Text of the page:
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Implications of gestational age at antenatal care attendance on the successful implementation of a maternal respiratory syncytial virus (RSV) vaccine program in coastal Kenya

Abstract

Background

Maternal immunisation to boost respiratory syncytial virus (RSV) specific antibodies in pregnant women is a strategy to enhance infant protection. The timing of maternal vaccination during pregnancy may be critical for its effectiveness. However, Kenya has no documented published data on gestational age distribution of pregnant women attending antenatal care (ANC), or the proportion of women attending ANC during the proposed window period for vaccination, to inform appropriate timing for delivery or estimate potential uptake of this vaccine.

Methods

A cross-sectional survey was conducted within the Kilifi Health and Demographic Surveillance System (KHDSS), coastal Kenya. A simple random sample of 1000 women who had registered pregnant in 2017 to 2018 and with a birth outcome by the time of data collection was taken. The selected women were followed at their homes, and individually written informed consent was obtained. Records of their antenatal attendance during pregnancy were abstracted from their ANC booklet. The proportion of all pregnant women from KHDSS (55%) who attended for one or more ANC in 2018 was used to estimate vaccine coverage.

Results

Of the 1000 women selected, 935 were traced with 607/935 (64.9%) available for interview, among whom 470/607 (77.4%) had antenatal care booklets. The median maternal age during pregnancy was 28.6 years. The median (interquartile range) gestational age in weeks at the first to fifth ANC attendance was 26 (21–28), 29 (26–32), 32 (28–34), 34 (32–36) and 36 (34–38), respectively. The proportion of women attending for ANC during a gestational age window for vaccination of 28–32 weeks (recommended), 26–33 weeks and 24–36 weeks was 76.6% (360/470), 84.5% (397/470) and 96.2% (452/470), respectively. Estimated vaccine coverage was 42.1, 46.5 and 52.9% within the narrow, wide and wider gestational age windows, respectively.

Conclusions

In a random sample of pregnant women from Kilifi HDSS, Coastal Kenya with card-confirmed ANC clinic attendance, 76.6% would be reached for maternal RSV vaccination within the gestational age window of 28–32 weeks. Widening the vaccination window (26–33 weeks) or (24–36 weeks) would not dramatically increase vaccine coverage and would require consideration of antibody kinetics data that could affect vaccine efficacy.

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Background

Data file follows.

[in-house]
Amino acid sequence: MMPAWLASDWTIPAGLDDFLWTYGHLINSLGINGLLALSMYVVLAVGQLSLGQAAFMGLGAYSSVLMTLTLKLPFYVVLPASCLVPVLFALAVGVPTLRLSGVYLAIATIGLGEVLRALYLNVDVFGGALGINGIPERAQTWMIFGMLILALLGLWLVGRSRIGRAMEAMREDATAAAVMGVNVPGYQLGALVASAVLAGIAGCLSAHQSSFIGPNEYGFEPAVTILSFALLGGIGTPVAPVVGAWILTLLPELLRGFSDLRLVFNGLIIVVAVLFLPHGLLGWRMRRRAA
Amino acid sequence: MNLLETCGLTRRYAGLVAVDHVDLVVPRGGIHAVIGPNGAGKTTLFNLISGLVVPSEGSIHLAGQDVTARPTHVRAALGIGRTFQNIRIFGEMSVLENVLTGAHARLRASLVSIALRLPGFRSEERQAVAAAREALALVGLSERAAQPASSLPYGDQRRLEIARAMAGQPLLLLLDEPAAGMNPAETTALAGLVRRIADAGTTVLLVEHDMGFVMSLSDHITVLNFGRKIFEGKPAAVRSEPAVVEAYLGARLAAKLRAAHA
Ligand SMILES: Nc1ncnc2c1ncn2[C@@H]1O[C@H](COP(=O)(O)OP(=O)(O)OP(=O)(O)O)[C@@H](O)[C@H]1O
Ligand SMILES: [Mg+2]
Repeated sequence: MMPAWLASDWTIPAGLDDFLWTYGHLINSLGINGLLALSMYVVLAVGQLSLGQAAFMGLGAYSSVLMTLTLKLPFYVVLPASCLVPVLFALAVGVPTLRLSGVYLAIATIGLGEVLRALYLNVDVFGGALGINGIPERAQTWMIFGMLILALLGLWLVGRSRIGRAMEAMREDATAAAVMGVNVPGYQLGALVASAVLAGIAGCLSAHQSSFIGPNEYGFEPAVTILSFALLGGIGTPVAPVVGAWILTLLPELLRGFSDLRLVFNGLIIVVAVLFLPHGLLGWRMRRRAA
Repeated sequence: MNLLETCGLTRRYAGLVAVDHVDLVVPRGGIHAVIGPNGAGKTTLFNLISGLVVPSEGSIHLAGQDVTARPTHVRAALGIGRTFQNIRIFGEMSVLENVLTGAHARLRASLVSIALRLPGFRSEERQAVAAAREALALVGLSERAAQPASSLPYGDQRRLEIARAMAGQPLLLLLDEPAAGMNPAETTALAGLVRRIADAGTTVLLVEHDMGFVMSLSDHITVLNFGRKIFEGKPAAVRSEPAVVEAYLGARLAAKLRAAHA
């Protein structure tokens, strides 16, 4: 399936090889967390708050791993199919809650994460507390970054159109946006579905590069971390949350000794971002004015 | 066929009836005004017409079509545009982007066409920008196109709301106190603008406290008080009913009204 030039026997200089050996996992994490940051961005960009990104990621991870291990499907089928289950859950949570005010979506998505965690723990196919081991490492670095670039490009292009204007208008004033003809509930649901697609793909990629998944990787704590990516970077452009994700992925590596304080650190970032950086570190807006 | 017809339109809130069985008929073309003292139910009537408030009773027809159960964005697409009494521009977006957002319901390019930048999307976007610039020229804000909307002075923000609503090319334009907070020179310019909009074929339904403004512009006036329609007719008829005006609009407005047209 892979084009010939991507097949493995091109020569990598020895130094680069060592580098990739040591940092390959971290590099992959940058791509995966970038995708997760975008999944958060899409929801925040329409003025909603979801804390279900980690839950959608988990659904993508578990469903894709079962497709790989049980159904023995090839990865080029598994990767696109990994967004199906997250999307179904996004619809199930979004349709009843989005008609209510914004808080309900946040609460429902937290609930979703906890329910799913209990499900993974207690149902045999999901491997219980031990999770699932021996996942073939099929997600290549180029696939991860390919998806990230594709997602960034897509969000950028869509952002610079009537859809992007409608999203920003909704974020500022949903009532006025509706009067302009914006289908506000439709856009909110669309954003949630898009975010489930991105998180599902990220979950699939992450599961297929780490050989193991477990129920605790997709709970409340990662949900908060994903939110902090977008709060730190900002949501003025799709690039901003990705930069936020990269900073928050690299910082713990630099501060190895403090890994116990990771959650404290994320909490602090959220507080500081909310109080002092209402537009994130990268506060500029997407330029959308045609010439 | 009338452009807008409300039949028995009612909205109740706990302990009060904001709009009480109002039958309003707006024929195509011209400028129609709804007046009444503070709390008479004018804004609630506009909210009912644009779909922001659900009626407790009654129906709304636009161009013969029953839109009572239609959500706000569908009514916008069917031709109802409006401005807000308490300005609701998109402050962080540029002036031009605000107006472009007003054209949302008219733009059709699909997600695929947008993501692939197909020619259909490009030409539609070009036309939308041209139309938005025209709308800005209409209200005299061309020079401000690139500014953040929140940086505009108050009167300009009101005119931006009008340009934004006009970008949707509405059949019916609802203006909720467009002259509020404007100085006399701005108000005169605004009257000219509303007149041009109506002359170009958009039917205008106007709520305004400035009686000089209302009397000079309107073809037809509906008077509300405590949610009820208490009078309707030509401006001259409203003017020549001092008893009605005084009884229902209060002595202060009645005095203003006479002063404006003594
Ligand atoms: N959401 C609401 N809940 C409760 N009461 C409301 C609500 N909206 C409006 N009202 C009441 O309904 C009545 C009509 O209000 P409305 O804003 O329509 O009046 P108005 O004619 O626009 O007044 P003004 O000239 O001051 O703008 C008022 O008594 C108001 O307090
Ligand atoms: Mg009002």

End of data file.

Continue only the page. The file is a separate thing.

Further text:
Respiratory syncytial virus (RSV) is the main cause of severe lower respiratory tract infections among infants 0–5 months of age [1, 2]. Globally, RSV is estimated to have caused 1·4 million hospital admissions for acute lower respiratory infections and 27,300 in-hospital deaths of infants under 6 months of age in 2015, with 96% of these occurring in developing countries [3]. Analysis from a multi-site etiology study conducted in 2011–2014 in sub-Saharan Africa and Asia, revealed that nearly 40% of all hospital admissions with severe or very severe pneumonia among infants under 1 year, were caused by RSV [1].

With the highest burden of RSV disease in early infancy, particularly in those under 3 months of life [4], a vaccine to administer in the first few weeks of life would appear to be the most logical target for RSV disease prevention. However, development of such a vaccine has faced major difficulties such as poor immunological responses and reactogenicity to vaccines in this age group [5,6,7]. Thus to date there are no licenced childhood vaccines for RSV. A preventive strategy which involves providing prophylaxis to infants at birth and during RSV season is in advanced stages of clinical trials (NCT03959488). Trials which intramuscularly administered a long acting RSV Prefusion F-targeting monoclonal antibody (MEDI8897) in healthy preterm infants showed the monoclonal antibody to be safe and protective against medically attended RSV [8, 9].

Maternal vaccination is currently considered the most plausible strategy for the near term to protect these infants [10,11,12]. Several candidate maternal RSV vaccines are advancing in phase 2 and phase 3 clinical trials [13, 14]. A RSV F subunit protein vaccine design is progressing towards late stage trials (NCT04032093). A maternal RSV vaccine candidate of nanoparticle design (NCT02624947) completed phase 3 of clinical trials in early 2019. According to results of the phase 3 trial, the vaccine prevented RSV associated disease hospitalization in young infants 3 months of age, by 44.4% (95% CI; 19.6–61.5%). The trial results also showed that mothers immunized < 33 weeks of gestational age had higher vaccine efficacy across all endpoints [15, 16]. In a study for maternal Tetanus-Diphtheria-acellular pertussis vaccine, anti-pertussis IgG avidity was found to be higher when the vaccine was administered during 28–32 weeks gestation [17].

Following progress in development of maternal RSV vaccines, it is considered that these vaccines will be particularly beneficial in low income countries due to the disproportionate RSV disease burden. A gap analysis report (https://www.path.org/resources/roadmap-advancing-rsv-maternal-immunization/) on advancing maternal immunization, proposes introduction of maternal RSV vaccines in low- and middle-income countries (LMICs) through the ANC platform. However, maternal characteristics including ANC attendance patterns among women in LMICs are different from those in high income countries where efficacy trials are conducted. The level of RSV specific antibodies rapidly wanes over time [18] and decline to pre-infection levels within 3 months [19]. Therefore, timing of a maternal RSV vaccine delivery should be within a window of gestational age that will result in maximum benefit to the infant. Accurate gestational age information from pregnant women attending for ANC screening in LMICs is required to inform the timing of vaccine delivery and expected vaccine coverage. Data on multiple ANC visits is lacking in sub-Saharan Africa countries, since the National Demographic Health Surveys (DHS) focus on collecting data from the first ANC visit only [20].